Grey Eyes

I think the idea of a story from the perspective of the villain is really interesting so I'm experimenting with a psychotic killer character. Please let me know what you think :)


1. Grey Eyes

Low and fast, I stalked to the edge of the wood. I crouched behind an overgrown fern bush and studied my targets.

There were twenty-five of them – male – positioned in a semi-circle along the fence that sealed the camp, guns poking out like some sort of ridiculous porcupine. At the end was a ramshackle gate that pretended to give security to the inhabitants of the camp. I shuffled back a step and turned my face to the sky. The weatherman had promised a break to the rain, that we would finally see some sun. He had been wrong. Icy drops hit my cheeks, stinging as they made contact with my soft skin. I closed my eyes relishing the way the cool drops mixed with sweat and slid down my neck. My feet were slowly sinking into the mud and filth beneath me and I knew that if I stayed in this position much longer I would become stuck. I took a breath… Two… Three…

I dragged my free hand down my face, wiping away the droplets. I grimaced as I felt mud transfer from my fingers to my forehead. My skin had only just cleared up and I had no doubt the wet dirt would cause another eruption of spots. But I had more important things to deal with. And besides, my skin would be covered in worse by the time I was done.

I cocked my gun, double checking it for faults. It had none. I straitened and stepped out into sight of the guards.


My first bullet went straight between the chocolate brown eyes of the young man unlucky enough to be first in the formation. He didn’t even have time to blink as the life was sucked from his body. The second man went just as fast. The third was messier. He saw what I had done and what I was about to do and ducked rather than shoot. I rewarded him with a bullet to the leg so that he knew he had annoyed me, and then aimed n at his throat to finish him off. By the time bullets had entered the brains of numbers Four and Five, he had stopped gurgling and was lying still in an ever expanding pool of his own blood.

Everyone knew what was happening as number Six charged at me, thinking himself a hero. I casually aimed my gun at his head and shot him through his piercing blue iris. He hit the ground with a thwack, the red blood and brown mud covering his blonde hair.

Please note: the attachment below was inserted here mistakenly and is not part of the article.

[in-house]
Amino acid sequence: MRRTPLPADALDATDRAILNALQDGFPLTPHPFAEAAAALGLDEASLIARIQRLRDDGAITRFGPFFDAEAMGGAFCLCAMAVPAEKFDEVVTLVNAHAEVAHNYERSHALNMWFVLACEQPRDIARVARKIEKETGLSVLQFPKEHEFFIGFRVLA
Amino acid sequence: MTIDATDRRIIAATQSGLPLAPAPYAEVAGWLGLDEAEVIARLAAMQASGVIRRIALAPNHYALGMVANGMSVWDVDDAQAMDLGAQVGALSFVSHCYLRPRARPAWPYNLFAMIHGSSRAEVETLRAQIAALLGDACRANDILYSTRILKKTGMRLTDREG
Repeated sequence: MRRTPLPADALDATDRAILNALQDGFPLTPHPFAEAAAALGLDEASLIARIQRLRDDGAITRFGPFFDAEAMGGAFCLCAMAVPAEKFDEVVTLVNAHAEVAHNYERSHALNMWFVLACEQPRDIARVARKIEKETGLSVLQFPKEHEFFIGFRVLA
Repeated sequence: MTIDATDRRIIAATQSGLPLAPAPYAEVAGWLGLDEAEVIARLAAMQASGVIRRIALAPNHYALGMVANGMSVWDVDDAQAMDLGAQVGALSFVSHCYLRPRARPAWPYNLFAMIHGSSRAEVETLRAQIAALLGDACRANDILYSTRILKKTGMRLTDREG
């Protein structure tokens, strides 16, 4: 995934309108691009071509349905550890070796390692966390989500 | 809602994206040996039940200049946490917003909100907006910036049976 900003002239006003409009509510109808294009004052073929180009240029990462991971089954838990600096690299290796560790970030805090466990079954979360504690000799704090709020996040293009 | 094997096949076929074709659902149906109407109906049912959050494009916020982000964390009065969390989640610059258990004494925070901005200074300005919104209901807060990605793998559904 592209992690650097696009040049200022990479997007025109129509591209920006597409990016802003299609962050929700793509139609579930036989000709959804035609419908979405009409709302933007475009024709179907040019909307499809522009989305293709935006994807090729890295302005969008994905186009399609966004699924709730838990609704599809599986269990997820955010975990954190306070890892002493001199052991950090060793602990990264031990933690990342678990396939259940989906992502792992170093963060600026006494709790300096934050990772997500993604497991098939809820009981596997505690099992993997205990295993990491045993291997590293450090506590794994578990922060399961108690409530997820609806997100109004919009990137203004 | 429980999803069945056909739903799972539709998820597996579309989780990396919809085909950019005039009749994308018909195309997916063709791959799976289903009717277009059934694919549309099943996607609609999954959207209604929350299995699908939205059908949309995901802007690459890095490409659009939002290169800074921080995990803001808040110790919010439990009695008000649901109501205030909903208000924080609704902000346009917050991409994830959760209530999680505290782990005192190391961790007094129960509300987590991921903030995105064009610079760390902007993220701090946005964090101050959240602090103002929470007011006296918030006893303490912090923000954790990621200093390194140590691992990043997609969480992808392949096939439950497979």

Seven, Eight and Nine were smarter. Kneeling in the slick earth, they fired on me as one.  I slipped behind a convenient tree to avoid the storm of metal. The number of bullets shattering bark increased dramatically and I knew that more soldiers had joined Seven, Eight and Nine. But they were idiots; young an untested with no real field experience. They showed it as they fired relentlessly at the tree, with no real hope of hitting me. I waited until the guns fell silent and the hurried rustling and clicking of finding and loading spare magazines whispered through the rain. I stepped out.

Five others stood behind the three kneeling in the mud – numbers Ten, Eleven, Twelve, Thirteen and Fourteen. Twelve was ridiculously short in comparison to his comrades so I shot him first. I grinned, holding back my laughter as he fell absurdly on number Eight, who screamed at having his dead friend smother him. Seven, Nine and  number Thirteen who had carrot coloured hair, tried to help number Eight and dropped their guns in the process. The other three turned their heads to see who had fired the gun. Even from this distance, I could see the shock widen their eyes as they beheld me – a girl who looked younger than she was walking towards them with a plait draped over one shoulder and an M4 carbine in her hands. Ten and Eleven still had their mouths gaping like goldfish as I put bullets in their skulls. Fourteen ran so I shot him in the leg. I’d get to him later.

Number Seven had finally gotten Twelve off Eight. I sent a bullet into Seven’s hand so that he dropped the short man and became trapped as Eight had been moments before, though I think the irony was lost on him. Nine keeled over as most men do when a Seven millimetre piece of metal passes through them at 1,700mph.

Thirteen had placed himself between me and his friends. He had managed to reload his gun and was pointing it at me, threatening to shoot if I came any closer. When I took two more steps and he didn’t fire, I knew he never would. Guarding this camp was supposed to have been low risk and easy – a perfect way for the army to give new troops some experience. It was likely that none of them had ever killed before. It was easy enough shooting at targets on a training course, or even at an enemy hidden behind a tree. It was harder to pull the trigger when you made eye contact with the person whose life you were about to end. The boy before me was just figuring that out. But he had been brave so I killed him quickly.

Eight had vomited when the dead body of Twelve had hit him and then fainted. I put my fingers to his throat and confirmed that he had, indeed, died choking on his regurgitated food.


Nearby, Seven was still stuck under Twelve. People don’t seem to realise how heavy the body gets when the soul leaves it.